Reconnecting with the French tradition of hosting intellectuals, PAUSE program was created on January 16, 2017.
October 2016: a founding symposium and article
In early 2016, we were in the midst of what was described in public debate as “the migrant crisis”. The scientific and research community alerted Thierry Mandon, Secretary of State for Higher Education and Research to the urgent plight of researchers.
The Secretary of State pledged to address the issue. Thierry Mandon announced the launch of a hosting program for at-risk scientists during the "Migrations, Refugees, Exiles" organized by the Collège de France from October 12-14, 2016.
At this event, geneticist Professor Edith Heard and neurobiologist Alain Prochiantz, Administrator of the Collège de France, gathered together a host of notable figures from the world of science and civil society to form the Support Committee for the program. They all signed an article published on October 15, 2016 on the website lepoint.fr to alert opinion to the issues and to the urgent need for France to host at-risk scientists.
January 2017: launch of PAUSE program
The French hosting program for scientists in exile (PAUSE) was officially launched on January 16, 2017. An agreement was signed between the French Ministry for Education, Higher Education and Research, the Collège de France, which was the program lead, and the Chancellery of Parisian Universities, which provided premises for the team.
This national program, launched with support from the Ministry for Europe and Foreign Affairs and the Ministry of the Interior, brought together major institutions in the higher education and research community (CPU, CDEFI, CNRS, INSERM, INRAE, INRIA, CNOUS, AUF). It received start-up funding of one million euros from the French Ministry for Higher Education and Research. This endowment was then supplemented with additional institutional and private funding.
The genesis of the program
PAUSE program was shaped around:
- the needs assessment report for hosting researchers, archaeologists and historians in France from countries involved in conflict (Syria, Iraq, Yemen), drafted in January 2016 by Franck Braemer, Research Director of CEPAM (Culture, Environement, Préhistoire, Antiquité, Moyen Âge) at the University of Nice Sophia Antipolis and Director of the French archaeological mission in southern Syria;
- discussions at the "Franco-Syrian cooperation: thinking with Syria today and building the Syria of tomorrow" symposium held at the École des Hautes Études en Sciences Sociales (EHESS) on May 2-3, 2016;
- dialogue with the French Vice Chancellors’ Conference (CPU) which took a stance to uphold academic freedoms in the light of attacks on teaching staff;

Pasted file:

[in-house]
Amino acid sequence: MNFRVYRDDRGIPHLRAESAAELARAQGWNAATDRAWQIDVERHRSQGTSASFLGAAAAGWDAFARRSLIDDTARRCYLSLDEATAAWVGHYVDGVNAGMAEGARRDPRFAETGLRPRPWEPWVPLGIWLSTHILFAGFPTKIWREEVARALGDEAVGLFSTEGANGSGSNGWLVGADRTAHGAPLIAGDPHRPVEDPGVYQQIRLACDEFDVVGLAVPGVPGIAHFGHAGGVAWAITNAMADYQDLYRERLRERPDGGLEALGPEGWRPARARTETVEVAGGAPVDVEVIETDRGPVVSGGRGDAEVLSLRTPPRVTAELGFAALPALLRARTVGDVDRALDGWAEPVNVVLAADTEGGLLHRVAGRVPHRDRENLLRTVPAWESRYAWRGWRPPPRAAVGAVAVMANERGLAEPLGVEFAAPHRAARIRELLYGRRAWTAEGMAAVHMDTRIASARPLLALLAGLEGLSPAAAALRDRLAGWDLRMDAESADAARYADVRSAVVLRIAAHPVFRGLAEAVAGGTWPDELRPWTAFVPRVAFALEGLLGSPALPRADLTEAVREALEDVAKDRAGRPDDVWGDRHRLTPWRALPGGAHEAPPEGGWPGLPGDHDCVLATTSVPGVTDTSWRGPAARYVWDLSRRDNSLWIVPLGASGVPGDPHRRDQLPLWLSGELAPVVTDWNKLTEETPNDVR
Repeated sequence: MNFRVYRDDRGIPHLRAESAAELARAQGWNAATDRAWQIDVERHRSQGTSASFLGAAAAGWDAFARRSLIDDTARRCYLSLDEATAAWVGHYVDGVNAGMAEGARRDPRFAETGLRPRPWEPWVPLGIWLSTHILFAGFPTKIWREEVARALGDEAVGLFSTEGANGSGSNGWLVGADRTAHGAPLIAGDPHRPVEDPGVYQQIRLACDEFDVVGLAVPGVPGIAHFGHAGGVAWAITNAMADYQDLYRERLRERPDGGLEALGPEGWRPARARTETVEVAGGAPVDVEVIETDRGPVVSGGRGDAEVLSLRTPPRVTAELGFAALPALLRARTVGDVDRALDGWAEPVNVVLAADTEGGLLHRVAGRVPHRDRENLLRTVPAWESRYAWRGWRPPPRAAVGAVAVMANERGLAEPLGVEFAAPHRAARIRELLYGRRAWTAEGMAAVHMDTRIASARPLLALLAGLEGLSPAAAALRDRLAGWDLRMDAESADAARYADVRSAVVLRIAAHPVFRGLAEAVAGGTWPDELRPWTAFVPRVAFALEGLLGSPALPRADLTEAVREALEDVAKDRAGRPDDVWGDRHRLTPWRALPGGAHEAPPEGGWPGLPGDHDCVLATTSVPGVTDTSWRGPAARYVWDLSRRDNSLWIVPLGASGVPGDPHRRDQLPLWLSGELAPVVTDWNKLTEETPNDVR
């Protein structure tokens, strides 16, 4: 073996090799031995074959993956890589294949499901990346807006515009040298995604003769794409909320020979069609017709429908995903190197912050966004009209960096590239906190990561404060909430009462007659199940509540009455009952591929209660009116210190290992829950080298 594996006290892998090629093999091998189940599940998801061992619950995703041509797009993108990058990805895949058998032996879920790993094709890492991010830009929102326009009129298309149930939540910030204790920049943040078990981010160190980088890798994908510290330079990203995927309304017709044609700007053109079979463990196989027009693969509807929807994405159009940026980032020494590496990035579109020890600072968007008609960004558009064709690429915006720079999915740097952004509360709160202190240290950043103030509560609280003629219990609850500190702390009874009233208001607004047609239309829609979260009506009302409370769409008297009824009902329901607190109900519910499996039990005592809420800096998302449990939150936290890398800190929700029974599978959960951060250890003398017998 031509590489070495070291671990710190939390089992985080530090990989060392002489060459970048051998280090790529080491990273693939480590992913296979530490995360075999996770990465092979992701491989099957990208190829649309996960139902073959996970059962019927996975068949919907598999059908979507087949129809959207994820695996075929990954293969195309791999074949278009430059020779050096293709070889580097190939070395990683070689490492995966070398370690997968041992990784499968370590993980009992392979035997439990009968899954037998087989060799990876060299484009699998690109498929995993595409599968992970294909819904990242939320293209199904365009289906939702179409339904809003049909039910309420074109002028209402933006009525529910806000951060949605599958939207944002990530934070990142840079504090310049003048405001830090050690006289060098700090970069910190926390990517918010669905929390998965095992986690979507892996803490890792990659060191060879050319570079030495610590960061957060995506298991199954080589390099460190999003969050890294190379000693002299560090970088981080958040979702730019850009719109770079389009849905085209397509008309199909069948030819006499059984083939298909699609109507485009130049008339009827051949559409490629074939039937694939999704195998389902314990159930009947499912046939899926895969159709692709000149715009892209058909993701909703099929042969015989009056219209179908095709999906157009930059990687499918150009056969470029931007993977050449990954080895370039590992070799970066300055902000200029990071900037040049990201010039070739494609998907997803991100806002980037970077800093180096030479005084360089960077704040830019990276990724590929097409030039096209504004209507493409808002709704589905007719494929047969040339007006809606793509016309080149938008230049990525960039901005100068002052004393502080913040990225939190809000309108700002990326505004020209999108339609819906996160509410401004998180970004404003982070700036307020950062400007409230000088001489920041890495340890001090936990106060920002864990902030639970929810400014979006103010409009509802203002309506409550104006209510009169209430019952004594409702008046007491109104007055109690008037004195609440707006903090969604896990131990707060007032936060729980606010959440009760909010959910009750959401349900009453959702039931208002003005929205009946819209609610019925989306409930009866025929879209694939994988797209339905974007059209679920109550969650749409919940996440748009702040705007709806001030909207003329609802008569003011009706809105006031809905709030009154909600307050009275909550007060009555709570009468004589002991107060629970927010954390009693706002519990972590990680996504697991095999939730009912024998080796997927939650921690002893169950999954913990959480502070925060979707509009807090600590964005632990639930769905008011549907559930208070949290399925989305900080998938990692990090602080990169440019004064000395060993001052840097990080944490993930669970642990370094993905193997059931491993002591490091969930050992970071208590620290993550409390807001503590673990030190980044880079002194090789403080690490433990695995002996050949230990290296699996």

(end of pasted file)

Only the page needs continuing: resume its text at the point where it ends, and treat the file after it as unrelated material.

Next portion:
- the conclusions of the “Report on hosting at-risk scientists in France – recommendations for the creation of a national scheme” by Liora Israël, Director of Studies at the Ecole des Hautes Études en Sciences Sociales (EHESS), published on September 22, 2016.
On January 23, 2017, the first call for applications was launched. It was heavily subscribed by higher educational and research institutions and resulted in the award of grants to host 25 at-risk scientists. These prominent scientists were mostly from Syria and Turkey.
On March 2, 2017, Prime Minister Bernard Cazeneuve, accompanied by Secretary of State, Thierry Mandon, launched the subscription fund for PAUSE at the Collège de France, thus demonstrating strong support for the program. Created under the aegis of the Fondation de France, this fund was intended to receive private donations. An additional public endowment of one million euros was awarded to the program.
A historical precedent:
Louis Rapkine’s "Comité d’accueil"
Under the Front populaire in 1936, Louis Rapkine, whose Byelorussian family had migrated to France and Canada, was carrying out research in France, notably at the Collège de France. As a foreigner, he was barred from engaging in political activity. He therefore secretly established the "Comité d'accueil et d'organisation du travail des savants étrangers" (Committee for hosting and organizing work for foreign scientists) with support from several scientists, including Paul Langevin, Jean Perrin, Edmond Bauer, Frédéric and Irène Joliot-Curie, and Jacques Hadamard.
This committee was established to host Jewish academics who were refugees from Central Europe. Louis Rapkine secured the necessary funding for his initiative, which he then extended to refugees fleeing from Fascism in Spain and Portugal. The committee received funding from the government, but operated using private funds, for which official recognition of the organization by the Front populaire was crucial. It received donations notably from the Rothschild family, André Mayer, and Robert Debré.
During the war, Louis Rapkine travelled to London in 1940, and then New York. He set up a rescue plan for French scientists and those of other nationalities, with the agreement of General de Gaulle and the support from the Rockefeller Foundation. After the war, he received funding from this foundation to re-establish the CNRS (French National Centre for Scientific Research) led by Fréderic Joliot-Curie, and to help exiled scientists return to France and the United Kingdom.